All posts by Justin
One of my favorite events in philanthropy concluded this past weekend – the Association of Black Foundation Executives (ABFE) Annual Conference. Several colleagues from the philanthropic and nonprofit sector, ABFE Fellows (I’m class of 2011), and allies from across the country converged in the city of Chicago to assess our call to action to improve conditions affecting black communities in America. This year’s theme focused on coupling innovation with investment as a means to delivering greater impact through individual and collective efforts.
Chicago served as a fitting city to hold such a convening as its black community has been plagued by high unemployment rates (top five in the country), low high school graduation rates and highest dropout rates (55% and 42% respectively), and strings of highly publicized acts of violence among black men, women, young adults, and children. I think we can agree that blacks in Chicago are living with and experiencing trauma ad nauseum. (more…)
This week the Kapor Center welcomed the President and CEO of the National Association for the Advancement of Colored People (NAACP), Benjamin Todd Jealous, to our Oakland diggs. Jealous is no stranger to the Bay Area. He is a Monterey native and the former President of the Rosenberg Foundation, based in San Francisco.
Jealous was cool enough to take a quick break from his relentless pursuit of equity for all – not just black folks – and spoil us with an intimate conversation touching on the org’s 104 years of existence, expansion of social and racial justice issues – including marriage equality, and use of tech to accelerate its campaign and membership base.
Jealous credits Kapor Foundation founders, Mitch Kapor and Freada Kapor Klein, with helping him and his team think forwardly about tech and its potential to ignite membership engagement and accelerate national organizing efforts. For example, the NAACP utilized two of the most prolific social networking mediums – Twitter and Facebook – to galvanize communities across the country for its Save Troy Davis – Too Much Doubt campaign. That year #TooMuchDoubt was the second most trended hashtag in the twitterverse. (more…)
After returning from my first SXSWedu experience – yes, I got digitized – I have now had enough time to digest the digital overload and make sense of all that I experienced. See, I arrived the Lone Star State capital a SXSW newbie, not knowing what to expect or what exactly to look for. My ignorance soon became dwarfed by an eagerness to consume as much information, materials, and swag as possible.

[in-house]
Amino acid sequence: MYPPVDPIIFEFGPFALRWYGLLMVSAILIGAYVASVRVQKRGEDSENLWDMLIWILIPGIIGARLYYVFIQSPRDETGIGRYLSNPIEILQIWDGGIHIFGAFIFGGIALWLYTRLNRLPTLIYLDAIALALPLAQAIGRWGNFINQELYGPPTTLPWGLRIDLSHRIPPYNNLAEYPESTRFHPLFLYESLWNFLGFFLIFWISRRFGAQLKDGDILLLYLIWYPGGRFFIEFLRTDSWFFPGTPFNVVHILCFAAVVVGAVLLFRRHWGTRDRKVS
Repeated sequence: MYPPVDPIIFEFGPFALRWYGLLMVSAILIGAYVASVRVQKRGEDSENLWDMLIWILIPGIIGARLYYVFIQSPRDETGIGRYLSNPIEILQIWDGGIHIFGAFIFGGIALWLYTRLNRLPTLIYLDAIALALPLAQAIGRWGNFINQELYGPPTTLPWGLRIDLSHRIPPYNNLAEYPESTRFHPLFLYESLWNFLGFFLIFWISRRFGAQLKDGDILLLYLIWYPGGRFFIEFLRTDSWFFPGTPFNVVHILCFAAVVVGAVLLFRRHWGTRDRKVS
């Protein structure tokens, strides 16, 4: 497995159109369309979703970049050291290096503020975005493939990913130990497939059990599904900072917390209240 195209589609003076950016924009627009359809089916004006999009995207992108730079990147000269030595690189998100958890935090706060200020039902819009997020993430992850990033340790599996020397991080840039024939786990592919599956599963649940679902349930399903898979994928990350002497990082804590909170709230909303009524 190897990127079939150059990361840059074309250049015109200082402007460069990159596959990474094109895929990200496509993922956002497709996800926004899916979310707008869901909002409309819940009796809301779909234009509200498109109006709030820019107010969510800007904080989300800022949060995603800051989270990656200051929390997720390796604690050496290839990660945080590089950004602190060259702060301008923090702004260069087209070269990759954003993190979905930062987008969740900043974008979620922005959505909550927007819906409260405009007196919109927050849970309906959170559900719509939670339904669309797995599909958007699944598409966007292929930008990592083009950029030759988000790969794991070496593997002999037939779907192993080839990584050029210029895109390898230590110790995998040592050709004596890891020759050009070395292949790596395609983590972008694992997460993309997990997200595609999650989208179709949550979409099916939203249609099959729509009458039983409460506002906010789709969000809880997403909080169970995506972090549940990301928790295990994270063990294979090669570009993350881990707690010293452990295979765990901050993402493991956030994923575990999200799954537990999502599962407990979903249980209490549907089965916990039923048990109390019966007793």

Each day, I strolled through the wide hallways of the Austin Convention Center and neighboring Hilton with my head on a swivel and ears attuned to what I called “tech talk” – conversations among individuals who are either starting, securing funding for, investing in, or acquiring a startup. Believe you me, there was no other conversation happening unless it was regarding what food truck was worth paying a visit to. Being cognizant of the directional pivot that we as an organization have recently made, I naturally wiggled my way into these annular conversations to become more familiar with what innovators and technologists were thinking.
Friday, February 1, 2013 – 8:00 am to 5:00 pm
Exhibit Hall, Marin Civic Center, San Rafael
This conference provides training, toolkits, and professional development in college access and success practices to Bay Area nonprofit organizations, community agencies, middle and high school counselors and administrators, organization volunteers, mentors and other adult allies.
Thanks to the generous support of our sponsors, this event is free. Food and raffle prizes are included.
Conference registration is required by Tuesday, January 22, 2013.
Register by clicking here.
Dr. Joseph E. Marshall, Jr. | www.street-soldiers.org
Co-founder and Executive Director of Omega Boys Club/Street Soldiers, author, lecturer, radio talk show host, and community activist
Dr. Francisco Reveles | www.l7studio.com/MenteBrava
Chair, Department of Educational Leadership at CSU Sacramento, author, researcher, gang mediator and film maker
CONFERENCE WORKSHOPS (subject to change)
* Parent Engagement Strategies
* Successful Transitions to High School
* Career Pathways: Education with a Purpose
* Cultivating GRIT and Perseverance
* Financial Aid Updates and the DREAM Act
* College Campus Cohorts: Peer Groups for Persistence
* Leveraging Social Media and Technology
* DACA – Deferred Action for Childhood Arrivals
* Engaging African-American and Latino Males
* Students in Crisis: Tools for non-Crisis Counselors
* Planning Effective Student/Parent Events
* Student Voices: “Sometimes everyone needs a push”
* Center for Volunteer and Nonprofit Leadership, San Rafael
* West Contra Costa Public Education Fund, Richmond
Akili Terry is commonly referred to as ‘Brother Akili” by fellow Brotherhood Leadership Advisory Council members. It’s a nickname given to him by his peers as a sign of respect towards his outward demonstration of being black and proud to be college bound. He embodies an old soul and projects wisdom beyond his years.
Over the past years, the College Bound Brotherhood has been fortunate to work with Akili and see him develop into a leader on the Council and in the community. But these are not the only places that Akili has demonstrated growth; as a senior at Marin Catholic High School he has emerged as a star student-athlete.
Over the holiday break, Akili helped lead his team to the Division III state football title game. His championship quest and life-path was highlighted in MaxPrep.com, an CBS affiliate featuring prep sports and their stars. To read more about Akili’s humble journey from West Oakland to Marin, and his balancing act click here.